Die Casting Alloys
Die casting alloys are normally non-ferrous, and there is a large number available with a wide range of physical and mechanical properties covering almost every conceivable application a designer might require.
Aluminum and zinc alloys are the most widely used, and are followed by magnesium, zinc-aluminum (ZA) alloys, copper, tin and lead.
Zinc, lead and tin based alloys are classified as low melting point metals, all melting at less than 725°F (385°C). Zinc-aluminum (ZA) alloys have a slightly higher melting range of 800°F to 900°F (426°C to 482°C). Aluminum and magnesium alloys are considered to be moderate melting point alloys, being cast in the 1150°F to 1300°F (621°C to 704°C) range. Copper alloys are considered to be high melting point alloys, over 1650°F (899°C). Low melting point alloys are cast in hot chamber machines. Intermediate and high melting point alloys are cast in cold chamber machines. In recent years, specially designed hot chamber machines for die casting magnesium alloys have come into use.
Aluminum die casting alloys (Table 1) are lightweight, offer good corrosion resistance, ease of casting, good mechanical properties and dimensional stability.
Although a variety of aluminum alloys made from primary or recycled metal can be die cast, most designers select standard alloys listed below:
360 -- Selected for best corrosion resistance. Special alloys for special applications are available, but their use usually entails significant cost premiums.
380 -- An alloy which provides the best combination of utility and cost.
383 & 384 -- These alloys are a modification of 380. Both provide better die filling, but with a moderate sacrifice in mechanical properties, such as toughness.
390 -- Selected for special applications where high strength, fluidity and wear-resistance/bearing properties are required.
413 (A13) -- Used for maximum pressure tightness and fluidity.
COMPOSITION AND PROPERTIES OF ALUMINUM DIE CASTING ALLOYS
Zinc-based alloys (Table 2) are the easiest to die cast. Ductility is high and impact strength is excellent, making these alloys suitable for a wide range of products. Zinc alloys can be cast with thin walls and excellent surface smoothness making preparation for plating and painting relatively easy.
It is essential that only high purity (99.99 + 0/0) zinc metal be used in the formulation of alloys. Low limits on lead, tin and cadmium ensure the long-term integrity of the alloyís strength and dimensional stability.
COMPOSITION AND PROPERTIES OF ZINC DIE CASTING ALLOYS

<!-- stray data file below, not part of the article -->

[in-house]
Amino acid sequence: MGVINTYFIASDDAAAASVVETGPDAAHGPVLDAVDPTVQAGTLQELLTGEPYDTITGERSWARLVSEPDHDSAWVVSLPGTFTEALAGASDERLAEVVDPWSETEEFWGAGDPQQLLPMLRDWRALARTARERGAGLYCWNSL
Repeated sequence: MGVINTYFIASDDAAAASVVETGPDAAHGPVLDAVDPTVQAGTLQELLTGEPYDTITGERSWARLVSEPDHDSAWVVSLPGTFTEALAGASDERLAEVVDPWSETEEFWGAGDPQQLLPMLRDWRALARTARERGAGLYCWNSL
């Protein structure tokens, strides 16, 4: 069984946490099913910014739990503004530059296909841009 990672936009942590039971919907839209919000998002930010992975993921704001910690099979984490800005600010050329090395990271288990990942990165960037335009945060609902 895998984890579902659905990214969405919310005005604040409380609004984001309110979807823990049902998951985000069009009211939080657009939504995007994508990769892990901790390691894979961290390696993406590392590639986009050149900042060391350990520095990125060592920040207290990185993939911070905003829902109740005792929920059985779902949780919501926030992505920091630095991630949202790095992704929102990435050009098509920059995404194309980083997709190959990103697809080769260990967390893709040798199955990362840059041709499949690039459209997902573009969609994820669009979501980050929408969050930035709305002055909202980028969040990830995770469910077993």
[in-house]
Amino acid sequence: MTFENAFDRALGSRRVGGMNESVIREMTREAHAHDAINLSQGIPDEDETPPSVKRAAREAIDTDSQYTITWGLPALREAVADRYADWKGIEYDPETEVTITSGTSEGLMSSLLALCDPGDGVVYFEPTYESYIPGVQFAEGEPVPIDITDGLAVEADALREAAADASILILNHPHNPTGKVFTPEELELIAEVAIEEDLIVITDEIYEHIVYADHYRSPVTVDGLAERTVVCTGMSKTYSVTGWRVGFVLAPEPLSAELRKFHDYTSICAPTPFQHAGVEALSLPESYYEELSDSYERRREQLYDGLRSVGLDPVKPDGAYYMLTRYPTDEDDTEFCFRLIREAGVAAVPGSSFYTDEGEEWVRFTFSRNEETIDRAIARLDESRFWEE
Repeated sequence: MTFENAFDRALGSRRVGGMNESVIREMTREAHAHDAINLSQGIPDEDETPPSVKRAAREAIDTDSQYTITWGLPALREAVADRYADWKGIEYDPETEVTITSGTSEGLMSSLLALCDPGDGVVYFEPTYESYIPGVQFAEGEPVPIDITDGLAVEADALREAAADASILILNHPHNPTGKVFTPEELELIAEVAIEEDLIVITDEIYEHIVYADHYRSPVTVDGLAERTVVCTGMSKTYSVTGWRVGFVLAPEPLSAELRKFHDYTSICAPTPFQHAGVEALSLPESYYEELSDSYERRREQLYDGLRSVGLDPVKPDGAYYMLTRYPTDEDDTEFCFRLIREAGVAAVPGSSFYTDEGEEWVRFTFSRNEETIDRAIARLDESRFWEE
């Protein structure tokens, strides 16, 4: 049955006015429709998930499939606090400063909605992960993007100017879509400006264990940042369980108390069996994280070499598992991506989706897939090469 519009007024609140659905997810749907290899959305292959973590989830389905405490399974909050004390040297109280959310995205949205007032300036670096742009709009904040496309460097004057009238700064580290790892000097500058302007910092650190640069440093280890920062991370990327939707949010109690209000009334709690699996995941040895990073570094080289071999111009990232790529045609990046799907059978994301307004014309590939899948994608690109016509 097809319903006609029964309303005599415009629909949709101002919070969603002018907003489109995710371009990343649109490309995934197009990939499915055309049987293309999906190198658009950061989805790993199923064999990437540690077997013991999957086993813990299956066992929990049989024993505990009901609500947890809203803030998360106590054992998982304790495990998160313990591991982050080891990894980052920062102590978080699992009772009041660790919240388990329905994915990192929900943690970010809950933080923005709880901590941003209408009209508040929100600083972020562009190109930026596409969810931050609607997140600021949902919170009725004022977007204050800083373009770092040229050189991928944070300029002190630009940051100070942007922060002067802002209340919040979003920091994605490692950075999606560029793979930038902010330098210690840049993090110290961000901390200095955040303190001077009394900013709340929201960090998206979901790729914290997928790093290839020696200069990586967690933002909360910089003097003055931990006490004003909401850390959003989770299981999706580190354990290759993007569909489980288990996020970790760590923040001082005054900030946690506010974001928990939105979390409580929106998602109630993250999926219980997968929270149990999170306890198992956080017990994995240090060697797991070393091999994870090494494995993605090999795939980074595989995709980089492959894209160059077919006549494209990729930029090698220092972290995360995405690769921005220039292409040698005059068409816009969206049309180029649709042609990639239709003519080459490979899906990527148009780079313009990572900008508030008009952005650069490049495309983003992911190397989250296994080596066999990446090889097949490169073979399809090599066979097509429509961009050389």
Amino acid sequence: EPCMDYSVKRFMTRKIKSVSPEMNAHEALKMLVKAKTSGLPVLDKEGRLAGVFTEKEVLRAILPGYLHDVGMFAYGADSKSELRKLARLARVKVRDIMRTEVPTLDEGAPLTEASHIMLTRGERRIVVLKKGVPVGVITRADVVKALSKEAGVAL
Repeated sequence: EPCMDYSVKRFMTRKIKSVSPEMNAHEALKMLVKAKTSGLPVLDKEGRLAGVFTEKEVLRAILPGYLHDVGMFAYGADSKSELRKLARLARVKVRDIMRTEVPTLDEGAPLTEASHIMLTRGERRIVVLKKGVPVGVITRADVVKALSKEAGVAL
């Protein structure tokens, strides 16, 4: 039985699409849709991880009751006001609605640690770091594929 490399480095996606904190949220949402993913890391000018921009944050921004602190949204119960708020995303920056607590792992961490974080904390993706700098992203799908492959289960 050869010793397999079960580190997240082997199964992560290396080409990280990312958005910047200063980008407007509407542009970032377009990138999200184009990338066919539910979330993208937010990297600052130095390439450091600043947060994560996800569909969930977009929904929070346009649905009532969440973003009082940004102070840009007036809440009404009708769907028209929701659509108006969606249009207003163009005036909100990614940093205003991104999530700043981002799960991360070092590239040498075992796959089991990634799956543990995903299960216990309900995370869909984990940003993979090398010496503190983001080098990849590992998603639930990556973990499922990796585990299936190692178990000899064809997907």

ZA alloys represent a new family of zinc-based die casting materials which contain higher aluminum content than standard zinc alloys. These alloys provide high strength characteristics plus high hardness and good bearing properties (Table 2). Thin wall castability characteristics and die life are similar to zinc alloys. ZA-8 is recommended for hot chamber die casting, whereas ZA-12 and ZA-27 must be cast by the cold chamber die casting process. All ZA alloys offer similar creep properties and are superior to standard zinc alloys.
ZA-8 -- Provides strength, hardness and creep properties.
ZA-12 -- Provides excellent bearing properties with strength and hardness characteristics between ZA-8 and ZA-27, plus good dimensional stability properties and somewhat better castability than ZA-27.
ZA-27 -- Offers the highest mechanical properties of the ZA family and is, therefore, recommended when maximum performance is required.
Magnesium alloys (Table 3) are noted for low weight, high strength to weight ratio, exceptional damping capacity, and ease of machining. Casting temperatures are about the same as aluminum, and both hot chamber and cold chamber machines are used to produce castings.
Casting rates for magnesium are high because of its low heat content which produces rapid solidification. For the same reason, less energy is required to heat the metal to casting temperature.
AZ91HP (high purity) alloy has been developed for die casting parts subject to corrosive environments. Because of lower levels of nickel, iron, copper and silicon versus AZ91D, this alloy is finding applications in automobiles, computers and peripheral equipment, and in other applications where paint or coatings are either undesirable or expensive.
Although magnesium die castings are used uncoated, they can be finished in a variety of ways to give increased protection against corrosion, wear and abrasion resistance, and to improve appearance. Common inorganic treatments include chemical dips, anodizing and plating. Organic coatings -- oil, wax, resin or paint -- are usually applied over chemical treatments or anodizing to seal the surface, increase corrosion protection and provide an attractive appearance.
COMPOSITION AND PROPERTIES OF MAGNESIUM ALLOY FOR DIE CASTING
Copper-based alloys (Table 4) are generally known as brass or bronze. They provide the highest mechanical properties of any of the normally die cast metals. Brasses have high strength and toughness, good wear resistance, and excellent corrosion resistance. Dimensional stability is excellent. Of the various brass casting alloys available, alloy Z30A is used for the majority of die casting applications.
COMPOSITION AND PROPERTIES OF COPPER ALLOY FOR DIE CASTING
Lead and tin alloys enjoy only minor use in die casting since their strengths are low. Lead die castings find applications where high density (wheel weights) or corrosion resistance (plumbing goods) is needed. Tin may be found in small parts where extremely close dimensional tolerances are needed, or where contact with food or certain chemicals may be encountered.